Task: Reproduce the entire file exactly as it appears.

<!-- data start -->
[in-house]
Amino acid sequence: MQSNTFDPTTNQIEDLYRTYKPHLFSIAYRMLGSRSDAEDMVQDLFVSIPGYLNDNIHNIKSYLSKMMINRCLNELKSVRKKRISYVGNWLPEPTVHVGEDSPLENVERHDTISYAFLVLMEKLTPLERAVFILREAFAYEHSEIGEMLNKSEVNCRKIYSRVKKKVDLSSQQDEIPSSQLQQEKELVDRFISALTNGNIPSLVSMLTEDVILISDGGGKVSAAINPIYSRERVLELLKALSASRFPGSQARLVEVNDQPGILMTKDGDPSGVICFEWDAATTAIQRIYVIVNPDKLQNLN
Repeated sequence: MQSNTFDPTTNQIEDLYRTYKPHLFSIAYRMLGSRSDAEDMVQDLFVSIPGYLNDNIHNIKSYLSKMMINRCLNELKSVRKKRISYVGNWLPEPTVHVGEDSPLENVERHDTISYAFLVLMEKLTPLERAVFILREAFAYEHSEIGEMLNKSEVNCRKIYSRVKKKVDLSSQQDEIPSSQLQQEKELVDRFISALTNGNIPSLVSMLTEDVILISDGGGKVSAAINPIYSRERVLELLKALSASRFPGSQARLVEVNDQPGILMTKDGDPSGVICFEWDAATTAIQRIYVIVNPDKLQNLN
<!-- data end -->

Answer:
[in-house]
Amino acid sequence: MQSNTFDPTTNQIEDLYRTYKPHLFSIAYRMLGSRSDAEDMVQDLFVSIPGYLNDNIHNIKSYLSKMMINRCLNELKSVRKKRISYVGNWLPEPTVHVGEDSPLENVERHDTISYAFLVLMEKLTPLERAVFILREAFAYEHSEIGEMLNKSEVNCRKIYSRVKKKVDLSSQQDEIPSSQLQQEKELVDRFISALTNGNIPSLVSMLTEDVILISDGGGKVSAAINPIYSRERVLELLKALSASRFPGSQARLVEVNDQPGILMTKDGDPSGVICFEWDAATTAIQRIYVIVNPDKLQNLN
Repeated sequence: MQSNTFDPTTNQIEDLYRTYKPHLFSIAYRMLGSRSDAEDMVQDLFVSIPGYLNDNIHNIKSYLSKMMINRCLNELKSVRKKRISYVGNWLPEPTVHVGEDSPLENVERHDTISYAFLVLMEKLTPLERAVFILREAFAYEHSEIGEMLNKSEVNCRKIYSRVKKKVDLSSQQDEIPSSQLQQEKELVDRFISALTNGNIPSLVSMLTEDVILISDGGGKVSAAINPIYSRERVLELLKALSASRFPGSQARLVEVNDQPGILMTKDGDPSGVICFEWDAATTAIQRIYVIVNPDKLQNLN